Botox

Product Summary

Botox - Botulinum Toxin Type A

Currently the number one non-surgical aesthetic treatment in the U.S., Botox® is also the leading brand of botulinum toxin type - A in terms of documented clinical trials and practical use around the world.

It was the first botulinum toxin to gain a cosmetic licence endorsing its use for glabellar lines and wrinkles (as well as also being the first to get a licence for a crow`s feet indication). It is approved for glabellar treatments in the U.S. and around twelve other countries in the world, and was licenced for this use in the U.K. in March 2006 under the brand name Vistabel®.


Generic name

Clostridium botulinum type - A neurotoxin complex.


How is it manufactured?

Botox® is made from purified type - A neurotoxin produced by the bacteria Clostridium botulinum.


How does it work?

It temporarily prevents the release of acetycholine from sympathetic nerve terminals. To learn in detail how botulinum toxin injections work, please click on Botulinum Toxin Treatment FAQ.


Licenced status

Prescription only medicine


Who can perform treatment?

It should be used by trained members of the medical profession only. A face-to-face consultation with a prescribing practitioner (i.e., doctor, nurse independent prescriber, dentist or pharmacist prescriber) is required before treatment can be performed by the same person or delegated to another practitioner.

Please go to our Find a Clinic section to find a practitioner specialising in this treatment.

 

Licenced UK indications

Botox® is licenced in the UK for blepharospasm, hemifacial spasm, cervical dystonia, severe hyperhidrosis of the axillae, dynamic equinus foot deformity due to spasticity in ambulant paediatric cerebral palsy patients, two years of age or older, and for wrist and hand disability due to upper limb spasticity associated with stroke in adults. 

In January 2014, Botox® was granted a licence for "the temporary improvement in the appearance of moderate to severe lateral canthal lines (crow`s feet lines) seen at maximum smile, either alone or when treated at the same time as glabellar (or frown) lines seen at maximum frown, in adult patients where these facial lines have an important psychological impact".  


Who should not have treatment?

Individuals with a known hypersensitivity to any component of the formulation.

Patients who have generalised disorders of muscle activity (e.g. myasthenia gravis).

Patients where aminoglycoside antibiotics or spectinomycin are already being used or are likely to be used.

Patients who have bleeding disorders of any type.

Pregnant or lactating women.


Reported side effects associated with cosmetic use

Bruising or bleeding at the site of injection, headache, and rarely eyelid ptosis or diplopia, and brow droop.

Click on Botulinum Toxin Side Effects to learn more about the risks or side effects. 


Costs

Most clinics and practitioners charge by area of the face treated.

These areas are usually defined as crow’s feet, forehead lines, and glabellar lines (frown lines between the eyes).

Practitioners may charge from around £175 - £300 per treatment area.

A discounted rate is usually employed if more than one treatment is required, so that crow’s feet, forehead lines, and glabellar lines may cost £500 or less for the complete package.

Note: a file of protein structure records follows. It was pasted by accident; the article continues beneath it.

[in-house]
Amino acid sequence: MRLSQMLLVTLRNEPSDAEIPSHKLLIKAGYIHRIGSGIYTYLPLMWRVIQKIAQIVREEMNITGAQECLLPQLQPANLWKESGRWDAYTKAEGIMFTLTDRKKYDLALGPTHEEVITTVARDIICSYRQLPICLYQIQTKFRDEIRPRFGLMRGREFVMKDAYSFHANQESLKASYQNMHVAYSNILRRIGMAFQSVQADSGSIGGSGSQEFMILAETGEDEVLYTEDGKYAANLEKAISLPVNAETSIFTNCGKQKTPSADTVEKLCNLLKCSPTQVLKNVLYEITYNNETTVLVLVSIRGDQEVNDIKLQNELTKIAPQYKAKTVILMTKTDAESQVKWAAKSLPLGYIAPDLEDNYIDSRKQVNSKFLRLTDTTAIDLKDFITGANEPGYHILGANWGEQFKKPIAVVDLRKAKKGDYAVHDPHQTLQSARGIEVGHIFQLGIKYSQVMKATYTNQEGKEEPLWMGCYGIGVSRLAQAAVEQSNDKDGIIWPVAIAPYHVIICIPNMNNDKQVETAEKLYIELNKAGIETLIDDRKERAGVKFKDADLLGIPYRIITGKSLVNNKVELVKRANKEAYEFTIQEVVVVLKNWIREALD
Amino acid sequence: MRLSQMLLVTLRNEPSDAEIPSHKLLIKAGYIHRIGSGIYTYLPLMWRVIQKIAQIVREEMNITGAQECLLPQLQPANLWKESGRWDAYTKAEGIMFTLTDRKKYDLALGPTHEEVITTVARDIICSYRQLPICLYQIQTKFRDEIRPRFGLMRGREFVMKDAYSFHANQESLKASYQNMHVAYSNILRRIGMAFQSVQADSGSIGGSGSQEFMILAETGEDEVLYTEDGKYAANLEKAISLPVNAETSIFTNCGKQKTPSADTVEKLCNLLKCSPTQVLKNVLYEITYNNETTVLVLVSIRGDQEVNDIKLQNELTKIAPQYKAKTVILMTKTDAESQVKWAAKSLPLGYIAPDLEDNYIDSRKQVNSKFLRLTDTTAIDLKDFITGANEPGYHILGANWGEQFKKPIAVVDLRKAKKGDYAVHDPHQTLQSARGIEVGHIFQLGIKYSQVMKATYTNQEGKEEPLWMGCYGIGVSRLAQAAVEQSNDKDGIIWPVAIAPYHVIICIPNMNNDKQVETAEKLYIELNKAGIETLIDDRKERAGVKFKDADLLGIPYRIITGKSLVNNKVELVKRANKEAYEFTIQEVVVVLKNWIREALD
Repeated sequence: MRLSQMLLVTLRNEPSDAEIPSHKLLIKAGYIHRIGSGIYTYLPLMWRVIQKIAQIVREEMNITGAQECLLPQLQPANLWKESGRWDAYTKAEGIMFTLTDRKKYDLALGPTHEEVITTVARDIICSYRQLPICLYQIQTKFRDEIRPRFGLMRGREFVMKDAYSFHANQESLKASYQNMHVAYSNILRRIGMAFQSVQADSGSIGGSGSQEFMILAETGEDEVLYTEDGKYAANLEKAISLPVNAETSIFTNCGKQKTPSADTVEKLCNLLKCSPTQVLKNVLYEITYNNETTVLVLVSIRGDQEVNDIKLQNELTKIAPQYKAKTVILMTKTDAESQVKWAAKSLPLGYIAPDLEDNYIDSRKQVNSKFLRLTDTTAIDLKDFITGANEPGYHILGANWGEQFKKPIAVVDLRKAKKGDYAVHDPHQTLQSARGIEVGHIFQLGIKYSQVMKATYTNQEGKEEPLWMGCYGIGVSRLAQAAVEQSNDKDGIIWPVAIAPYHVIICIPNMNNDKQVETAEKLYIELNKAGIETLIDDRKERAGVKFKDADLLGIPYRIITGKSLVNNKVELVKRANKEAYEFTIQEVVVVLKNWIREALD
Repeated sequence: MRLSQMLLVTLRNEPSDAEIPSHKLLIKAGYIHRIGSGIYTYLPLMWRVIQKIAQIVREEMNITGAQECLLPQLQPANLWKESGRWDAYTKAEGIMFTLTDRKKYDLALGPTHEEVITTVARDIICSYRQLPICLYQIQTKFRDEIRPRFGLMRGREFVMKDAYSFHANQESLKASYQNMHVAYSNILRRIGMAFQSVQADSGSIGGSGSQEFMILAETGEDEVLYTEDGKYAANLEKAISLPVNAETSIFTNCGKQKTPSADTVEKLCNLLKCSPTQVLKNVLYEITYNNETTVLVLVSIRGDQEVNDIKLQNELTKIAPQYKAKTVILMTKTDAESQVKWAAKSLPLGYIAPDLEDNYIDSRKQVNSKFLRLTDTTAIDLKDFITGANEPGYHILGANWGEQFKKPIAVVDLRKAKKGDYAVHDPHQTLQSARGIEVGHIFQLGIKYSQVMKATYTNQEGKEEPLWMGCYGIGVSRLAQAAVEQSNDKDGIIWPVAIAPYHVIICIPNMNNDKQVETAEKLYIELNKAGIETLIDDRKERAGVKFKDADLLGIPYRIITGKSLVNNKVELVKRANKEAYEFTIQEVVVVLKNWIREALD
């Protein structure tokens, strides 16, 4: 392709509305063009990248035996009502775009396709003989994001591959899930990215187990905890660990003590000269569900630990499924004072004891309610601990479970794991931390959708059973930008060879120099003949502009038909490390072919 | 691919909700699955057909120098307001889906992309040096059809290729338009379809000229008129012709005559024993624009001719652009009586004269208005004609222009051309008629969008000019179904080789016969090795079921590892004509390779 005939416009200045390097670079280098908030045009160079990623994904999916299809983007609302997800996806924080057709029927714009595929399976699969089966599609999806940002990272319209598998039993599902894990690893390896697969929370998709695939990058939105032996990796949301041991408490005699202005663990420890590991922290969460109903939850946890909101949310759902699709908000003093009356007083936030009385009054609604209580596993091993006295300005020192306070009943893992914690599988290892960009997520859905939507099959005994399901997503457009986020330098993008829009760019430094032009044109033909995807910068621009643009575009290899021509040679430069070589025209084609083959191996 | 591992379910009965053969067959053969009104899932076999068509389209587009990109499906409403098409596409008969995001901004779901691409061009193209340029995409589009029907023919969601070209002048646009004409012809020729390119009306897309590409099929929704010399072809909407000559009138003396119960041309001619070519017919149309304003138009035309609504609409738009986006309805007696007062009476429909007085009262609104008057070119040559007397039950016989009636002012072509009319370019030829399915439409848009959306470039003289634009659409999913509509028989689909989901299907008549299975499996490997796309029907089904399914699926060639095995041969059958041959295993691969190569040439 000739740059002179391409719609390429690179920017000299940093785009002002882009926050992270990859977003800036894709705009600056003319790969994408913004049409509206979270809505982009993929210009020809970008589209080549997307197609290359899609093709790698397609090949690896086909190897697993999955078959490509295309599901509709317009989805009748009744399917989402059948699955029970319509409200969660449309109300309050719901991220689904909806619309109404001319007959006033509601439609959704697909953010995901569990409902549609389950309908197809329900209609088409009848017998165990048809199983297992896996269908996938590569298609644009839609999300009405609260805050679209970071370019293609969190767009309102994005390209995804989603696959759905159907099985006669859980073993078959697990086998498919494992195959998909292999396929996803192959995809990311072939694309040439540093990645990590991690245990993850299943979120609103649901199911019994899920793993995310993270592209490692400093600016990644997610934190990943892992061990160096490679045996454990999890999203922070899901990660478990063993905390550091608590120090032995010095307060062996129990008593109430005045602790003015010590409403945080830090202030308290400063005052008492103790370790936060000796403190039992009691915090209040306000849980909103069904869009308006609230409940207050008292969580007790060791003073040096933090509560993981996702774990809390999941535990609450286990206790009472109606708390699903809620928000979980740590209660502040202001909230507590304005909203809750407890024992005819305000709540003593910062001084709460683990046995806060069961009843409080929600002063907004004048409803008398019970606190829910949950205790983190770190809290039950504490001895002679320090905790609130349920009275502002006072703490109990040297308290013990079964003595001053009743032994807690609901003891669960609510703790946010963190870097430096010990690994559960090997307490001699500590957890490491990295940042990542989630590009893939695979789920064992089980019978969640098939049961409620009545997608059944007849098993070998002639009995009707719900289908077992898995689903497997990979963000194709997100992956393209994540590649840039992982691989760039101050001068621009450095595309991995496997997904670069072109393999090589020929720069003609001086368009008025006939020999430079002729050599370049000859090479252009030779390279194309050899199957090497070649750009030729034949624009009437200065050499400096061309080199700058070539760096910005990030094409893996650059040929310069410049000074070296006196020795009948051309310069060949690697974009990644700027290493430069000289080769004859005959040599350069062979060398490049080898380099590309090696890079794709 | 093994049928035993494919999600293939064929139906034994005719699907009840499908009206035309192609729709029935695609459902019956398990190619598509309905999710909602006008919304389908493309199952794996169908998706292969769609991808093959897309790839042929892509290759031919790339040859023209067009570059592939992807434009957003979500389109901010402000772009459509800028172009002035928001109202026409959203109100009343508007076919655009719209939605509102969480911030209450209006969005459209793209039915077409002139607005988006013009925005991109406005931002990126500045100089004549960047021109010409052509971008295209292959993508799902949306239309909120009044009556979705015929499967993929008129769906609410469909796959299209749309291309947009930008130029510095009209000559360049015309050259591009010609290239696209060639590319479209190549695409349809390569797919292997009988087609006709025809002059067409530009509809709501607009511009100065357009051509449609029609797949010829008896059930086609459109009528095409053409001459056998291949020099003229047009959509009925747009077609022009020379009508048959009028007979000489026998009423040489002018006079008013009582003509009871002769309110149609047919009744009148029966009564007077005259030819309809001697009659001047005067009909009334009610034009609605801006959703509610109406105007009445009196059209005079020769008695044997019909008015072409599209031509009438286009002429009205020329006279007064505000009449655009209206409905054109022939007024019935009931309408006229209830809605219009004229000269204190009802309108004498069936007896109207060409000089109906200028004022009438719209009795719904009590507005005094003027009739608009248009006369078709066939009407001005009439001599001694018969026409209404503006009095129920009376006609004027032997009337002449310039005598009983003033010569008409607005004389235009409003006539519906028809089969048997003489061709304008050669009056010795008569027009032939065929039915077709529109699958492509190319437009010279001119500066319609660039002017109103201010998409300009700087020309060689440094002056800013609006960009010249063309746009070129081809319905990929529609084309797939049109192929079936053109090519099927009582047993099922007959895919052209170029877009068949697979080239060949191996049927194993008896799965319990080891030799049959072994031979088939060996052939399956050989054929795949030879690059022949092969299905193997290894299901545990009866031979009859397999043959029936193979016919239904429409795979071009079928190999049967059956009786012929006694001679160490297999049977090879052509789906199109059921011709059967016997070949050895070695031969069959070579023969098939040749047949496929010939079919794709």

Clinical results

Most of the literature on Botulinum Toxin, and hence the clinical evidence and statistics, are based on Botox® as this brand represents around 80% of the world’s use of Botulinum Toxin.

Because it is a prescription only medicine; it had to undergo strict clinical trials in the U.S., where it is approved for cosmetic use, in order to gain a license. Remember, the drug has been licensed in the U.S. since the late 1980s.

The graph below shows the results of a study published in 2001.

  • 500 patients were injected three times in a year with Botox®.
  • They were injected on days 0, 120 and 240.
  • The graph shows that over 70% of the patients showed significant improvement in their glabellar frown lines (i.e. the appearance of their wrinkles when trying not to frown) 30 days after their first injections.
  • This improvement continued after repeat Botox® injections at days 120 and 240.

Results of Clinical Trials of Botox® Treatment & Recommended Botox® Injections Course

Data taken from Carruthers, Lowe, & Menter; One year study on the safety and efficacy of Botulinum toxin in Patients with Glabellar Lines; Presented at the AAD March 2001.

On the basis of this evidence, most practitioners would now recommend an initial course of Botox® treatment every 3 or 4 months for the first year. It now appears that after this, the time between future injections may lengthen, with practitioners reporting that some patients may only need to return twice a year to maintain results.


Before and After photographs

Frowning Before Botox Treatment

After Botox Treatment

40 year old patient frowning before first treatment.

Patient trying to frown 7 days after the injections.  

Forehead before Botox Injections

Forehead after Botox Injections

Female raising eyebrows before injections.

Raising eyebrows 7 days following the  treatment.  

Wrinkles around the eyes before

Reduction in wrinkles following treatment

Frowning before treatment

Trying to frown after treatment

Before and after photographs are real patients, your results may differ.

Photographs courtesy of Dr David Eccleston at Medizen .

Botox ® is a registered trademark of Allergan Inc.